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Tenacity and Perfume Strength

In our Sidmouth shop, there is always an interest in the longevity of a potential purchase; often accompanied by the complaint that some scents "do not seem to last on my skin". So what is it about perfumes - why is it that some seem to last and others don't? Well, in moment we're going to talk about all important perfume strength, but first we need to delve a little into perfume chemistry.

Perfumes are made from aromatic (ie smelly) and volatile (ie they evaporate) oils, usually, but not always, applied to the skin after having been diluted in a carrier of alcohol and water. But not all volatile aromatics are made equal - while the mechanisms inside the nose and brain are not fully understood, for some reason some smell stronger than others. A comparison can be made by looking at our visual senses. For instance, for some reason internal to our sensory perception, the colour yellow appears brighter (ie stronger) than blue, even when at the same intensity of light. The same is true of some smells. Even though our noses are receiving the same number of molecules, some smells appear stronger than others. (There is another aspect to "scents not lasting on me" too which deserves a quick mention, namely that our brains discount the importance of 'background' smells and with half and hour or so start to ignore them in favour of 'new information'. There is a tendency for the wearer to notice less what they are wearing, although the scent will still be received by new acquaintances whose brains are receptive to 'new information'.)

Additionally, each aromatic has a different rate of evaporation (its natural vapour pressure). Citrus oils for example, consist of very small molecules that find no difficulty in jumping away from their surroundings, and in perfumes they are therefore very fugitive elements. This is why citrus elements are often used as top notes - they give an immediate 'take off' to a scent, but because they evaporate easily they will have all evaporated in under and hour and a solely citrus creation naturally struggles to last on the wearer. Some top notes even last for only a matter of minutes! Perfumers get around this by adding a fixative - a large complex molecule (like musk) that physically acts like a cage and holds back some of the smaller 'top notes' which only find their way free later (we often then have a compromise - some heavy notes have to be included simply to hold the top notes in). The point here is that irrespective of the dilution, some scents will last longer than others solely as a result of their ingredients , and this has nothing to do with concentration. The best thing you can do is test it and see, but remember: buying a scent simply on its longevity is a bit like buying a wine based upon how long it will keep you drunk! Like fine wine, it is true that some of the most delicate and exquisite scents may not have the tenacity of cheaper alternatives.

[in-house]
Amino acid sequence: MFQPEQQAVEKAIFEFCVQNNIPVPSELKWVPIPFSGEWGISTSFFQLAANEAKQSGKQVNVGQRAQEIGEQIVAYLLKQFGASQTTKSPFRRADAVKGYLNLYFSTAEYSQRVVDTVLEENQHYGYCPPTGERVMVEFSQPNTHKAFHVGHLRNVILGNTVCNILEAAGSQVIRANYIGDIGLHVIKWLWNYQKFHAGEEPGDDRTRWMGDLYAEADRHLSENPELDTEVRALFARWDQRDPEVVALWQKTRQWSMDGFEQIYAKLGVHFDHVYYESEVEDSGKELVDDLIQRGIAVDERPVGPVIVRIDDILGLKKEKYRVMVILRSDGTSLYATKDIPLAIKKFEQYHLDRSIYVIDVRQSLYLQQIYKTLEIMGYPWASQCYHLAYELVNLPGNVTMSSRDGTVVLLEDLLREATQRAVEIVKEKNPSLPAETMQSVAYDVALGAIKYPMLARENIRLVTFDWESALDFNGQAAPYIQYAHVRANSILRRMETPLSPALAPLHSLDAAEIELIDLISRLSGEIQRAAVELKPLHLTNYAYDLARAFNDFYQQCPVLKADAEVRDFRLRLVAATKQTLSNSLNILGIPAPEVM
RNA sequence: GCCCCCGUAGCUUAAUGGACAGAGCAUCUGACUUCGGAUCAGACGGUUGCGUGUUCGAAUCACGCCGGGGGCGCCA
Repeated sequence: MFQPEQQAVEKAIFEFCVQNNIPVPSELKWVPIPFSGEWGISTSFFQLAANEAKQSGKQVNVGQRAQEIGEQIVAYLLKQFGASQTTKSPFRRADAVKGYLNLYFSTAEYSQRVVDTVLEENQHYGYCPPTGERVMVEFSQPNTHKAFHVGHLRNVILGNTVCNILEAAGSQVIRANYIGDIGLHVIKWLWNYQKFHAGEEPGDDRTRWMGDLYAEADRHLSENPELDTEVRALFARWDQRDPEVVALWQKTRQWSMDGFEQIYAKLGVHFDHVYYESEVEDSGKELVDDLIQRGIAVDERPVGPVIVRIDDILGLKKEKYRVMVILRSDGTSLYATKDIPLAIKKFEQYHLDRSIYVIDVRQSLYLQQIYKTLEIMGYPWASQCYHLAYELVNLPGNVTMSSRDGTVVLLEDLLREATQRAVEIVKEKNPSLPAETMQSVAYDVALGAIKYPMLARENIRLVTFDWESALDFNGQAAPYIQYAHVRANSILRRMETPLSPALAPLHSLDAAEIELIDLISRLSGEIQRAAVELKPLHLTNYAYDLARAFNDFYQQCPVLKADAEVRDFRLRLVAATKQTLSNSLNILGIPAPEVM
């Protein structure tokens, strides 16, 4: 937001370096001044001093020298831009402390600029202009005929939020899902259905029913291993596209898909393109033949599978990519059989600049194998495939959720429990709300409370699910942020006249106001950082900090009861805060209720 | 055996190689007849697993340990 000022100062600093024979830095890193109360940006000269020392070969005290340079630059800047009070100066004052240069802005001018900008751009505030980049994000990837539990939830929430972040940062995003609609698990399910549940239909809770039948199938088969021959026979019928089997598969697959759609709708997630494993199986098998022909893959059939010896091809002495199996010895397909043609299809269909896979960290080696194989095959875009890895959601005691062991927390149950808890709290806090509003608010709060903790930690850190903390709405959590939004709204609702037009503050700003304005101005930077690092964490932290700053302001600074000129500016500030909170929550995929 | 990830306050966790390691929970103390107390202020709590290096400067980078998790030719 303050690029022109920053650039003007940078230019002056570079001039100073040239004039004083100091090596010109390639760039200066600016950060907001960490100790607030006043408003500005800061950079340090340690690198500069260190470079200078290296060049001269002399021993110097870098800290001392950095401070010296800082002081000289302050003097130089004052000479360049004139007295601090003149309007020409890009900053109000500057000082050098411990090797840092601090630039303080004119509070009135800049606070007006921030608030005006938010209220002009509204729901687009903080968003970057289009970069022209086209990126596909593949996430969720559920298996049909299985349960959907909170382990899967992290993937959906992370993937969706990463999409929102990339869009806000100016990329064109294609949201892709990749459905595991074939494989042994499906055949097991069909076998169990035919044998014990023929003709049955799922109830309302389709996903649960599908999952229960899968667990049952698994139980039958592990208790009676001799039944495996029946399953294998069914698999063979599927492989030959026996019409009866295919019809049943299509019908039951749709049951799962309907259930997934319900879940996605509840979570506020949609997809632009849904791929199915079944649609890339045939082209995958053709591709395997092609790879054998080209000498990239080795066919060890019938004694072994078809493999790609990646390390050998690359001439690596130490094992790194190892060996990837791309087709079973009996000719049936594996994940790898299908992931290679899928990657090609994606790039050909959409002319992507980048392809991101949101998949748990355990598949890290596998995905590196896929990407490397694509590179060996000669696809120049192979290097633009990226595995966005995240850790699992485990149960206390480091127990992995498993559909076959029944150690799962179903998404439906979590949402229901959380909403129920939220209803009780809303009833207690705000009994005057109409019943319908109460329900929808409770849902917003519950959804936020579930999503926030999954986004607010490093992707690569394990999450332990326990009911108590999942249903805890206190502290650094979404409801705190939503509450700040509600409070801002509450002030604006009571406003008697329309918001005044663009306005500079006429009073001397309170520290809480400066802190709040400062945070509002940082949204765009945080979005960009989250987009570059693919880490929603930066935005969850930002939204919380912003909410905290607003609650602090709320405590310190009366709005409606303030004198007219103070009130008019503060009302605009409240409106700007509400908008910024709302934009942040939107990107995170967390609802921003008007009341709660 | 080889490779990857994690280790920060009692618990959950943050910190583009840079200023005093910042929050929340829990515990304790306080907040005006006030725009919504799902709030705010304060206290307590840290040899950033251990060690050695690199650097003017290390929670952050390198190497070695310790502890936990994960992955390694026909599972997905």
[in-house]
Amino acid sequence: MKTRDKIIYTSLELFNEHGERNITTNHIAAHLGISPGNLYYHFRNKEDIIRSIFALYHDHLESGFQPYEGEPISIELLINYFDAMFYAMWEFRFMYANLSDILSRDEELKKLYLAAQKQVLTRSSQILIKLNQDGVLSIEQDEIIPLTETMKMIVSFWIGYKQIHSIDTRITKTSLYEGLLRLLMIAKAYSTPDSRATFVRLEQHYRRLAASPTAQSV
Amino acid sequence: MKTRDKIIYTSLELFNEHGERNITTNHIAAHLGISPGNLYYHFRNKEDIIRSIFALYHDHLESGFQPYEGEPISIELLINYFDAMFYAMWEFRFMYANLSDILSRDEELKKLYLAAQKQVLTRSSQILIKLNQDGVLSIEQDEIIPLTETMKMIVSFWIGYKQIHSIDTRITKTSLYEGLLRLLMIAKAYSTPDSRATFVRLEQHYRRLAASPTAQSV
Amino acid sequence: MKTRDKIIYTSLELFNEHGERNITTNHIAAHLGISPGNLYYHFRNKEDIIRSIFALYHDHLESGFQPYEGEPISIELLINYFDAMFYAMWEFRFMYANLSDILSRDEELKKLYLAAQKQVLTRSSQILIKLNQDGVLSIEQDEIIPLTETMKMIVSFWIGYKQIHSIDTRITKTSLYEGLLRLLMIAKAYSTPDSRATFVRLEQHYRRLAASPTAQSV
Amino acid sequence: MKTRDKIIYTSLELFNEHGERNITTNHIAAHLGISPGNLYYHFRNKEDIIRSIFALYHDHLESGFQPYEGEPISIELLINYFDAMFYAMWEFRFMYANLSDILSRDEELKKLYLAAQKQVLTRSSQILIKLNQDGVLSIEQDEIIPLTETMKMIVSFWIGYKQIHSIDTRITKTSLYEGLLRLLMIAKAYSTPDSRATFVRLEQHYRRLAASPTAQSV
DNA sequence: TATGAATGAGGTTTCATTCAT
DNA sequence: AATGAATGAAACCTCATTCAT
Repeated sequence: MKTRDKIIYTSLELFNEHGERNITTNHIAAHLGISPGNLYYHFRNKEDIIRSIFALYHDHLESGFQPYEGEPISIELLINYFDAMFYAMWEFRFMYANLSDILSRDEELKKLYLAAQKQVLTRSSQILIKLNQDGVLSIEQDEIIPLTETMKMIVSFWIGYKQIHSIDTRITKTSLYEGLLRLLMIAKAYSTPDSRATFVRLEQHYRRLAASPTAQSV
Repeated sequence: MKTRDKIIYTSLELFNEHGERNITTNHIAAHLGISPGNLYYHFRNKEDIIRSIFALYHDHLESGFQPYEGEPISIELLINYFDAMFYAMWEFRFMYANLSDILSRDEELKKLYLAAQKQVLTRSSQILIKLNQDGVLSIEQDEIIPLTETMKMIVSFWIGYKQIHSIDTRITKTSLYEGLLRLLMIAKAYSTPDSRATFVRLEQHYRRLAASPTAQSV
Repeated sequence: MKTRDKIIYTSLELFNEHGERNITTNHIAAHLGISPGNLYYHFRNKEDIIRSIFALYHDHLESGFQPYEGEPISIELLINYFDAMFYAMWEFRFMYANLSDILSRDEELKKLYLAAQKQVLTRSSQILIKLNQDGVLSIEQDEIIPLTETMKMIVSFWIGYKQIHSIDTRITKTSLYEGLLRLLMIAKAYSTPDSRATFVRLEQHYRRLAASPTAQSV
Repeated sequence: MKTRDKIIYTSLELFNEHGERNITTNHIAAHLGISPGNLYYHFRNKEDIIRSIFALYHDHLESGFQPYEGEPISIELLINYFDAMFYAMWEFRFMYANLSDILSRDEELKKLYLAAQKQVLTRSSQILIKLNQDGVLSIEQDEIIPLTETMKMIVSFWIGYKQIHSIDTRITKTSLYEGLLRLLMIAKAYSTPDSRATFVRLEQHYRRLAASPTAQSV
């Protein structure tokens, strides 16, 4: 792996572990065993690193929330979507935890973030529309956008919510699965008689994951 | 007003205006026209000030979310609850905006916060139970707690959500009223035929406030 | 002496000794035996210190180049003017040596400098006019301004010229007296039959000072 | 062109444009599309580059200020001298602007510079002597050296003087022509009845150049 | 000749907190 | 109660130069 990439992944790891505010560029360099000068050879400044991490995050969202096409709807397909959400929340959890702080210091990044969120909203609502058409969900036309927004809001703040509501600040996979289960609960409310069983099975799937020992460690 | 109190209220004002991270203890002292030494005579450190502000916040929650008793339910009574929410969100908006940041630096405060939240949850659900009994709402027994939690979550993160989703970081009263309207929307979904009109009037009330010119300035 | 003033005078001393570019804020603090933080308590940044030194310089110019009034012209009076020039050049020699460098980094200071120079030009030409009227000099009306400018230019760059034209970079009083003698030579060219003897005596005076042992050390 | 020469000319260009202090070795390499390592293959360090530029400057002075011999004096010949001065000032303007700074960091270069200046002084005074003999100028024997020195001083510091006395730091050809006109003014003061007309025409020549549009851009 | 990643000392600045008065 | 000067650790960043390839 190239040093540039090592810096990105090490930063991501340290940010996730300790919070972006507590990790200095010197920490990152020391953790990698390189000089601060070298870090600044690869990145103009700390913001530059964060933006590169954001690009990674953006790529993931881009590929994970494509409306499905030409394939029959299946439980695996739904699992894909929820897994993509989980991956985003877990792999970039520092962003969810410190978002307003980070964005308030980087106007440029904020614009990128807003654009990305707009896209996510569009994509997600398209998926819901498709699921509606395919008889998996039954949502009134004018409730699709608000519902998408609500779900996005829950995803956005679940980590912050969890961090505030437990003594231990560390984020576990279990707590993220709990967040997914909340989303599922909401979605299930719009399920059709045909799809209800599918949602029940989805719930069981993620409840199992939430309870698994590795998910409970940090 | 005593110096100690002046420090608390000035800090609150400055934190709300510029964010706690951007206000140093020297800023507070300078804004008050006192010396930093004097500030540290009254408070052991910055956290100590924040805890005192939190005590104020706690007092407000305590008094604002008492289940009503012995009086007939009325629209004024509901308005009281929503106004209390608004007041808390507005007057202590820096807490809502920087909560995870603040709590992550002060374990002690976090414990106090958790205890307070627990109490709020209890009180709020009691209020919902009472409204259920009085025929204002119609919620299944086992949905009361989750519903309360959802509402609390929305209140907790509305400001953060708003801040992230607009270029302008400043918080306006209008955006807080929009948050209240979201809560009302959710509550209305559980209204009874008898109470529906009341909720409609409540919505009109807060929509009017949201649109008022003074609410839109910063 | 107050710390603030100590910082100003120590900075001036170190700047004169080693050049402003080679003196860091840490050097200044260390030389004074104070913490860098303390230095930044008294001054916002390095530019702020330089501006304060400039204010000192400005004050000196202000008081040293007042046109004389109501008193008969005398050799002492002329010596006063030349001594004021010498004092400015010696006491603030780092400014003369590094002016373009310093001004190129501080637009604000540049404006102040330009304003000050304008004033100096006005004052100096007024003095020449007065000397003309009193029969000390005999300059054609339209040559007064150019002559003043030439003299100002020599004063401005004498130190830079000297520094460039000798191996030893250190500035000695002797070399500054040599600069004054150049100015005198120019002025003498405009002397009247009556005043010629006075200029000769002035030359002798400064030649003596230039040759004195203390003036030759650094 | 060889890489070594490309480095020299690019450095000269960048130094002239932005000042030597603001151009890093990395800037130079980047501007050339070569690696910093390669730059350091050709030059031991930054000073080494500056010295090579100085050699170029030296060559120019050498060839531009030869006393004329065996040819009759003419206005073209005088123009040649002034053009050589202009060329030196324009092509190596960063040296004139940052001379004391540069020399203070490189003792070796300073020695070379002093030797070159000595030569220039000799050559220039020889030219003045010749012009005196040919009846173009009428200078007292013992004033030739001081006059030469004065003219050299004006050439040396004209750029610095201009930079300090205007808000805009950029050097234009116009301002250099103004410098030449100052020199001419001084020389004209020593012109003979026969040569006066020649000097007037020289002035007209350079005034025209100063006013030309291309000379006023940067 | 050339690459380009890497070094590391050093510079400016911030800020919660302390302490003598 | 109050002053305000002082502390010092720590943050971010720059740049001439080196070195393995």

This brings us on to the next question of dilution, but this again is not as straightforward as it may seem at first take. While there is no standard nor legal definitions (a perfume house can call their scents what they like), there are three basic levels of concentration for perfumes: Eau de Toilette (5%-20% concentration), Eau de Parfum (10%-30%), and Perfume Extract (20% - 40%). By sheer weight of jus, the Perfume Extract ought to outlast the Eau de Toilette and in most cases will, but matters are far more subtle than first appears.

One complexity is that as the strength changes, the perfumer will also change the balance of the components. An Eau de Toilette will typically have a ratio of Top, Middle and Base notes of 5:3:2 whereas an Eau de Parfum will be 4:3:3 and Perfume Extract 2:3:5. The much larger predominance of complex, lower volatility oils in a Perfume Extract, and correspondingly less flighty top notes will ensure that, irrespective of dilution, the perfume will last hours longer than an Eau de Toilette. How much longer? Well, consider that a top note can last as little as a few minutes, a heart note 2 - 4 hours, and a base note all day, it can be seen that a extract made from 50% heavy oils is going to last 8 hours or longer compared to an Eau de Toilette with just 20% base oils. But longevity is not the only thing that's changing here. A perfume of extract strength with less top and heart notes is going to smell softer, more subtle, more balanced and in some cases not as strong as an Eau de Toilette (if you think about it, this has to be the case - if the molecules evaporate easily they will can be detected but will not last; whereas if they evaporate slowly they will last all day but be less detectable). So higher concentration scents will generally last longer, but appear more gentle and subtle than their (cheaper) lower dilution forms.

Extract strength perfumes

Made from the highest proportion of long-lasting base oils, classic perfumes at 'extract' strength offer both longevity and subtlety. They also come in the most exquisite bottles!